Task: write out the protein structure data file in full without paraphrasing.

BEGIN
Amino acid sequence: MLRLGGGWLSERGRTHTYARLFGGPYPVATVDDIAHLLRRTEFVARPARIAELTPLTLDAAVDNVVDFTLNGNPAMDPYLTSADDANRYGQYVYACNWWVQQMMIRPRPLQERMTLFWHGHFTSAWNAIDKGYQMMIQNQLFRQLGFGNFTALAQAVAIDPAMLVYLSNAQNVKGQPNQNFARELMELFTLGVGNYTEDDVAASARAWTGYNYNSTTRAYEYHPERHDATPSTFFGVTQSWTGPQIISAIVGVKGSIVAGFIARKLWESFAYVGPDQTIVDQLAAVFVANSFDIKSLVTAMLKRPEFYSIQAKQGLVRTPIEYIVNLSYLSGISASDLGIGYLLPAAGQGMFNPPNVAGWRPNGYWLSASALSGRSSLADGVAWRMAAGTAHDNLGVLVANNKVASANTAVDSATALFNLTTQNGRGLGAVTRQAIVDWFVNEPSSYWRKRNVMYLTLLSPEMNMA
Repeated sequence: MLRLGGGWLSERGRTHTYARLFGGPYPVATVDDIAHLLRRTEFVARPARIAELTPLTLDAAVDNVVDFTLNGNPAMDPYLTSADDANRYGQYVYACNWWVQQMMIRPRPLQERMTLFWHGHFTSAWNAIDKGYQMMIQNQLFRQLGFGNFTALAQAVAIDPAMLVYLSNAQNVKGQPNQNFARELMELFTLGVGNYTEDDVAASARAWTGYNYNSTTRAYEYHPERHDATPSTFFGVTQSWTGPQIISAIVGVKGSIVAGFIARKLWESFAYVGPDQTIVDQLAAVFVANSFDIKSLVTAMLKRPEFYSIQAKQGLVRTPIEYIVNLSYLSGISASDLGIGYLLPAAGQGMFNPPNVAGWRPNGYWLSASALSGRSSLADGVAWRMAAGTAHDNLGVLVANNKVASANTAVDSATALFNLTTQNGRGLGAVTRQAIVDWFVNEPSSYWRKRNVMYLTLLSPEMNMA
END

Amino acid sequence: MLRLGGGWLSERGRTHTYARLFGGPYPVATVDDIAHLLRRTEFVARPARIAELTPLTLDAAVDNVVDFTLNGNPAMDPYLTSADDANRYGQYVYACNWWVQQMMIRPRPLQERMTLFWHGHFTSAWNAIDKGYQMMIQNQLFRQLGFGNFTALAQAVAIDPAMLVYLSNAQNVKGQPNQNFARELMELFTLGVGNYTEDDVAASARAWTGYNYNSTTRAYEYHPERHDATPSTFFGVTQSWTGPQIISAIVGVKGSIVAGFIARKLWESFAYVGPDQTIVDQLAAVFVANSFDIKSLVTAMLKRPEFYSIQAKQGLVRTPIEYIVNLSYLSGISASDLGIGYLLPAAGQGMFNPPNVAGWRPNGYWLSASALSGRSSLADGVAWRMAAGTAHDNLGVLVANNKVASANTAVDSATALFNLTTQNGRGLGAVTRQAIVDWFVNEPSSYWRKRNVMYLTLLSPEMNMA
Repeated sequence: MLRLGGGWLSERGRTHTYARLFGGPYPVATVDDIAHLLRRTEFVARPARIAELTPLTLDAAVDNVVDFTLNGNPAMDPYLTSADDANRYGQYVYACNWWVQQMMIRPRPLQERMTLFWHGHFTSAWNAIDKGYQMMIQNQLFRQLGFGNFTALAQAVAIDPAMLVYLSNAQNVKGQPNQNFARELMELFTLGVGNYTEDDVAASARAWTGYNYNSTTRAYEYHPERHDATPSTFFGVTQSWTGPQIISAIVGVKGSIVAGFIARKLWESFAYVGPDQTIVDQLAAVFVANSFDIKSLVTAMLKRPEFYSIQAKQGLVRTPIEYIVNLSYLSGISASDLGIGYLLPAAGQGMFNPPNVAGWRPNGYWLSASALSGRSSLADGVAWRMAAGTAHDNLGVLVANNKVASANTAVDSATALFNLTTQNGRGLGAVTRQAIVDWFVNEPSSYWRKRNVMYLTLLSPEMNMA